THE Bingham Cup tournament was established in 2002, and named after 9/11 hero Mark Bingham.

Mark grew up in California, graduating from Los Gatos high school as rugby captain. He eventually attended the University of California, Berkeley playing on two national championship-winning university rugby teams, for California.

At 21, Mark came out as gay.

He joined the San Francisco Fog RFC, an LGBTI-friendly rugby team. The success of his public relations firm eventually led him to New York City.

On the morning of September 11, 2001, Mark boarded United Flight 93 at Newark airport, bound for San Francisco.

Less than an hour into the flight, hijackers took control of the plane. Mark’s final call was to his mother Alice Hoagland, whereby he said his plane had been hijacked and he relayed his love for her.

However, Mark is believed to have been one of the passengers who, along with Todd Beamer, Tom Burnett and Jeremy Glick, formed a plan to overtake the plane from the hijackers, and led the effort that resulted in the crash of the plane into a field near Shanksville, Pennsylvania.

The crash meant there were unfortuntely no survivors on United 93, but ultimately, the thwarted flight saved countless lives who may have beem originally targeted in Washington DC.

Mark was just 31 when he died in 2001, and the Bingham Cup was established the next year in honour of Mark’s courage, strength and love for rugby union.

“I miss Mark everyday but it is a great comfort to know that his friends want to carry on Mark’s name, as do I,” mum Alice said.

“I think the Bingham Cup is a wonderful event and I’m really proud that the international gay rugby association and board opted to use Mark’s name on what amounts to the gay world cup of rugby.

“For me, having the Bingham Cup named after Mark means people remember him for his sacrifice, and remember the heroism of that small group of men aboard that United Airlines flight.”

According to the San Fransisco Examiner, Mark was widely honored posthumously for having “smashed the gay stereotype mold and really opened the door to many others that came after him”, thanks to both his heroic actions on United 93 as well as his athletic physique and masculine lifestyle. Mark’s mum agreed.

“He came to people’s aid — people he did not know, people he knew, his friends — and during the final hour of his life, he was able to unite with three or four others who like him were determined team players that wanted to right a wrong,” Alice said.

“I don’t think any of those guys were gay, but no one was asking, as they stood and ran to the cockpit to try take control from those hijackers.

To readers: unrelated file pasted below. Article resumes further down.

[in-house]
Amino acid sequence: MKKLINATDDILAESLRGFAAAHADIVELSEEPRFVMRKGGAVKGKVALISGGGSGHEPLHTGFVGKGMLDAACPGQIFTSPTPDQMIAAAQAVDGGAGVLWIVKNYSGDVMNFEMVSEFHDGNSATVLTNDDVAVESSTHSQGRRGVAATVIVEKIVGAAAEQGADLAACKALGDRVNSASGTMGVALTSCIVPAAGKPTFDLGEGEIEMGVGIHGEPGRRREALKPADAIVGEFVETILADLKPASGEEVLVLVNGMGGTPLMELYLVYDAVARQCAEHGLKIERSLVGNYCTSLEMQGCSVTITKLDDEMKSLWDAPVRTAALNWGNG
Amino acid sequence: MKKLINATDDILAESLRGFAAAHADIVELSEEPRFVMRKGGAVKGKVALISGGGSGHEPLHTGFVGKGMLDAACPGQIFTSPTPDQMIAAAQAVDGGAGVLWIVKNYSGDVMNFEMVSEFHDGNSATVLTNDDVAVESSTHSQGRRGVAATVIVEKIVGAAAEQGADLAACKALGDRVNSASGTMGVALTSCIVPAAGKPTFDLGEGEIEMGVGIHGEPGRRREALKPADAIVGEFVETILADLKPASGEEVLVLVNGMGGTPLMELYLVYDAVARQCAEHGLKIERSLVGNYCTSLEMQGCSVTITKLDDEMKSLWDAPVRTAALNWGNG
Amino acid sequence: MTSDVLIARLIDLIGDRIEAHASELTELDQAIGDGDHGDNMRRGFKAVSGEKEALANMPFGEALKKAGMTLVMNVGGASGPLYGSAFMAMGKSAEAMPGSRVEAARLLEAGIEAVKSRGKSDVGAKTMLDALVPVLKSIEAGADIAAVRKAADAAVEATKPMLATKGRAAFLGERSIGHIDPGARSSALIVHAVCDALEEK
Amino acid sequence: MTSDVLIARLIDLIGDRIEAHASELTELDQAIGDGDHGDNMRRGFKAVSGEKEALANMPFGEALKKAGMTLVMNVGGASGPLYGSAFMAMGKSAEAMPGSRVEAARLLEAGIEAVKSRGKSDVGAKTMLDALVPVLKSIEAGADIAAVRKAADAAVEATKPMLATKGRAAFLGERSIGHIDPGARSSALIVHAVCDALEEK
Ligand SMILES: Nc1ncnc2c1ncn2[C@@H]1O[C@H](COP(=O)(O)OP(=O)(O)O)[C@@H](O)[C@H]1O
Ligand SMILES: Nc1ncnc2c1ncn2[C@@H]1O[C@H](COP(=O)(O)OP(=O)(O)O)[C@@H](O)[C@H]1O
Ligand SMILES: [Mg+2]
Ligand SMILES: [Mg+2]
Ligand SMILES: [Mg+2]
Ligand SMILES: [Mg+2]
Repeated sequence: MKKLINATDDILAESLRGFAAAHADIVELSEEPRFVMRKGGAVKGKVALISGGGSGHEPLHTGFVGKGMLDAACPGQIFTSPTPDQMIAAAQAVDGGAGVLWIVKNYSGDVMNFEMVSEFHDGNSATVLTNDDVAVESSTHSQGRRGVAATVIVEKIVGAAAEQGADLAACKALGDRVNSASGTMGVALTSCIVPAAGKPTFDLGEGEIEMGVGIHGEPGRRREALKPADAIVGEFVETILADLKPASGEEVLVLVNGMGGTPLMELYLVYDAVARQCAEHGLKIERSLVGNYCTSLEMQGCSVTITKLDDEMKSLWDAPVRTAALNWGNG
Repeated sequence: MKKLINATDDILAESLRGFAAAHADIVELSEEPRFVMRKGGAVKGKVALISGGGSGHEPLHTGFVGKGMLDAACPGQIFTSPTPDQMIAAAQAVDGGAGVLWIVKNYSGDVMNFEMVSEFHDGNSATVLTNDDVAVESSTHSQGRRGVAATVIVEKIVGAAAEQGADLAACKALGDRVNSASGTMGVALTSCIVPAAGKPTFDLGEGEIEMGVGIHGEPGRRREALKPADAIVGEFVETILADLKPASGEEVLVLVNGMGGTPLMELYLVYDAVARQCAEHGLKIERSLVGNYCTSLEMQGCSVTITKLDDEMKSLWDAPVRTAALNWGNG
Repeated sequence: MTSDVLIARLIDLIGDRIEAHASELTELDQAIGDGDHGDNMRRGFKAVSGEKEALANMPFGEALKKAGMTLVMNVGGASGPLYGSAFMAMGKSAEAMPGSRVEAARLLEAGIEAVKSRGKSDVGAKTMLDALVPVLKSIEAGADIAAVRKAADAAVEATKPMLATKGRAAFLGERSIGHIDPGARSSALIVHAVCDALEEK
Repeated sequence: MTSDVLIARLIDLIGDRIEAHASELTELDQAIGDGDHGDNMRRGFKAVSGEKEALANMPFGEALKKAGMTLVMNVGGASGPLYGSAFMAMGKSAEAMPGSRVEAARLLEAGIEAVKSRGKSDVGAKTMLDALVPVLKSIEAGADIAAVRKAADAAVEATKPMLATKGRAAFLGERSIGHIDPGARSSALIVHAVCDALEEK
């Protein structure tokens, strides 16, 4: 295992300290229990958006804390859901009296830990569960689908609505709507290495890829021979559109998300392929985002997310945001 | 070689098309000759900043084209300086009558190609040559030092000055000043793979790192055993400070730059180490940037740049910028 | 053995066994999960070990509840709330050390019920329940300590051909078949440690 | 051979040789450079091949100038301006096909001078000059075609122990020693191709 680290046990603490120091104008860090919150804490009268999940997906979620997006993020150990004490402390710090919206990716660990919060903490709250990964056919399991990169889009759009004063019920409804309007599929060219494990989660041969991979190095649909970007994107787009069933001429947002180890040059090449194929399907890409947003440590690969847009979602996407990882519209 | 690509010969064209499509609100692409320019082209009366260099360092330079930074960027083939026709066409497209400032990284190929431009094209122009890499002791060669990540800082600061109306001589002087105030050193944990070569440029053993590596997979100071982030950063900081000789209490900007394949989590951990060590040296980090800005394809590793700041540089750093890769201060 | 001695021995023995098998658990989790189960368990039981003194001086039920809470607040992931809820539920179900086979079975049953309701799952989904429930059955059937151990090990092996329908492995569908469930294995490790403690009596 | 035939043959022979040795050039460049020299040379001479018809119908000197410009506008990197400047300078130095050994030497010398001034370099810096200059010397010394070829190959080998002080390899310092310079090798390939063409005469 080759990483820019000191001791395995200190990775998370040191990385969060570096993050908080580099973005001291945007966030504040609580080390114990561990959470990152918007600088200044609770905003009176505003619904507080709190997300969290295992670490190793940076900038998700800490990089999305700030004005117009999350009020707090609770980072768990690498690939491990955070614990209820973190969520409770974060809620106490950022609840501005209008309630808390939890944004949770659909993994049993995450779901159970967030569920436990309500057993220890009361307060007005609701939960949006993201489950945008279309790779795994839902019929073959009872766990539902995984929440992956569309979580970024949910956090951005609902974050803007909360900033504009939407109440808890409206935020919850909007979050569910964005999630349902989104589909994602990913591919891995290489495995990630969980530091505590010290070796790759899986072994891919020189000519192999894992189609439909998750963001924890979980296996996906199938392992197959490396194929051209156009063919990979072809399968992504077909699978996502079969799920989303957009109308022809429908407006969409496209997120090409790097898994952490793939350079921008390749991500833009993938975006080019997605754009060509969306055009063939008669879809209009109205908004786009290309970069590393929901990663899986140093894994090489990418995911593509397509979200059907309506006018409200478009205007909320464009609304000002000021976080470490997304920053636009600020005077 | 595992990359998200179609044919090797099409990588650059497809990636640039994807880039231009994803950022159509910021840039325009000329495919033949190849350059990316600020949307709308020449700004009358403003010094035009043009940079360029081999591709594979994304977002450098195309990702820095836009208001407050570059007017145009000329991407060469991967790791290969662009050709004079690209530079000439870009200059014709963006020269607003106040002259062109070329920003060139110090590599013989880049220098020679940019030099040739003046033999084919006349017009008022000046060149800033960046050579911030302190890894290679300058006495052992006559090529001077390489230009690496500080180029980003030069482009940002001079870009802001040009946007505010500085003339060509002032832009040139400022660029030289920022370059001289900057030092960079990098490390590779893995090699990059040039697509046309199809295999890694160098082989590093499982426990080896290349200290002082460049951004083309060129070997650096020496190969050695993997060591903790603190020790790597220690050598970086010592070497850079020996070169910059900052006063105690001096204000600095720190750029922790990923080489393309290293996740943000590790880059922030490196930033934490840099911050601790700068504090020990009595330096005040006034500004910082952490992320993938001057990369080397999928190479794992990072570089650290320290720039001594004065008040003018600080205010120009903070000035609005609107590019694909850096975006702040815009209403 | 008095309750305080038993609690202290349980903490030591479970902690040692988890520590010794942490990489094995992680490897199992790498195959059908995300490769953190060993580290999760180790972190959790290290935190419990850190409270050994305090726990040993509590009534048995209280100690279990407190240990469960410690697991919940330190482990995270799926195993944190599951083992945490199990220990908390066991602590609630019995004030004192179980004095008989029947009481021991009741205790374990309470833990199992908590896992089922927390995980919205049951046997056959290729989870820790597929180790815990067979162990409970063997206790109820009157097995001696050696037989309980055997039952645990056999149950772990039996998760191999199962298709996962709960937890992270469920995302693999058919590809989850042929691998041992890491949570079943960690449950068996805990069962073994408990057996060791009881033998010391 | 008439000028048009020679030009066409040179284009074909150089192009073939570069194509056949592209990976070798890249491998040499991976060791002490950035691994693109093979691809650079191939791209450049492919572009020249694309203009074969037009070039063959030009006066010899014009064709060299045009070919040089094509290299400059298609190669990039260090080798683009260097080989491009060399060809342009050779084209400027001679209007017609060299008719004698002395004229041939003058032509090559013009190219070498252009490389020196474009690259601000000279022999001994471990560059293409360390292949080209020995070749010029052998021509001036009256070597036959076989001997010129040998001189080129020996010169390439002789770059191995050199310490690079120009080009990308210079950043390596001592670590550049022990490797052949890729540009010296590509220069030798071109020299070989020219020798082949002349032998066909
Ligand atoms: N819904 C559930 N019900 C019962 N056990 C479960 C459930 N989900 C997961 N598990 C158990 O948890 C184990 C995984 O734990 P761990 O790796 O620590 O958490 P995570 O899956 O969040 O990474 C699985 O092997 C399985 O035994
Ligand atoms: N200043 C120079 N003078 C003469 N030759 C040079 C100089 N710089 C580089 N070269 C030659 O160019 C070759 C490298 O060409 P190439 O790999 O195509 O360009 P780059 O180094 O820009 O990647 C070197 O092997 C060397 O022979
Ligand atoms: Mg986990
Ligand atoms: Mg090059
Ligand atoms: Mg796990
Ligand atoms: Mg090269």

“Sexual orientation didn’t matter at all, what mattered was character and strength and courage. Mark showed that in abundance and I think every gay man or women can be inspired to do the same thing.”

Mark’s name today is honoured at the Ground Zero Memorial in New York City, and in 2004 singer Melissa Etheridge dedicated the song Tuesday Morning in his memory.

Many documentaries have also been made on Mark’s life courage, with the recent and award-winning The Rugby Player proving a hit at queer film festivals worldwide. The documentary was shown on Australian television for the first time on ABC last week.

Played biennially, previous hosting cities of the Bingham Cup include San Francisco, London, New York City, Dublin, Minneapolis and Manchester.

Only about six times competed in the first Bingham Cup tournament in San Fransciso in 2002, and it has grown so much that over 25 will compete in Sydney this year.

Mark Bingham visited many friends in Sydney over the years. He came to Sydney in July 1988 and again in 1989 for a schoolboy rugby tournament, in 1999 for Mardi Gras and 2000 for the Sydney Olympics.

The Bingham Cup is currently being hosted for the first time in Sydney, Australia, this week.

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**This article first appeared in the new September issue of the Star Observer, which is currently available in Melbourne, Sydney, Brisbane, Adelaide and Canberra.  Click here to find out where you can grab your free copy or click here to read the magazine in digital flip-book format.

 

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